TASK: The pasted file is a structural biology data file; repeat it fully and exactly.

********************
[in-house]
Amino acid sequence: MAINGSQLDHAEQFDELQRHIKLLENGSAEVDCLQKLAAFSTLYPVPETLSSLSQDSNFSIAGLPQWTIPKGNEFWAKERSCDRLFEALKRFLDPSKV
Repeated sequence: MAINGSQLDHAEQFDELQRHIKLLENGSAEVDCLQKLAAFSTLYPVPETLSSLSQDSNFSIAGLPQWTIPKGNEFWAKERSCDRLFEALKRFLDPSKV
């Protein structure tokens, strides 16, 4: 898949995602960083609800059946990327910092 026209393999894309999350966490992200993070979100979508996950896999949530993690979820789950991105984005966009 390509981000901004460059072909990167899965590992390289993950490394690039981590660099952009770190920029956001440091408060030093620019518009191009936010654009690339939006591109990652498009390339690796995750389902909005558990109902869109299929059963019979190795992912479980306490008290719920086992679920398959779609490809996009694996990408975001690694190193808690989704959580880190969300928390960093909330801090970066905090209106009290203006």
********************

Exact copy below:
[in-house]
Amino acid sequence: MAINGSQLDHAEQFDELQRHIKLLENGSAEVDCLQKLAAFSTLYPVPETLSSLSQDSNFSIAGLPQWTIPKGNEFWAKERSCDRLFEALKRFLDPSKV
Repeated sequence: MAINGSQLDHAEQFDELQRHIKLLENGSAEVDCLQKLAAFSTLYPVPETLSSLSQDSNFSIAGLPQWTIPKGNEFWAKERSCDRLFEALKRFLDPSKV
């Protein structure tokens, strides 16, 4: 898949995602960083609800059946990327910092 026209393999894309999350966490992200993070979100979508996950896999949530993690979820789950991105984005966009 390509981000901004460059072909990167899965590992390289993950490394690039981590660099952009770190920029956001440091408060030093620019518009191009936010654009690339939006591109990652498009390339690796995750389902909005558990109902869109299929059963019979190795992912479980306490008290719920086992679920398959779609490809996009694996990408975001690694190193808690989704959580880190969300928390960093909330801090970066905090209106009290203006």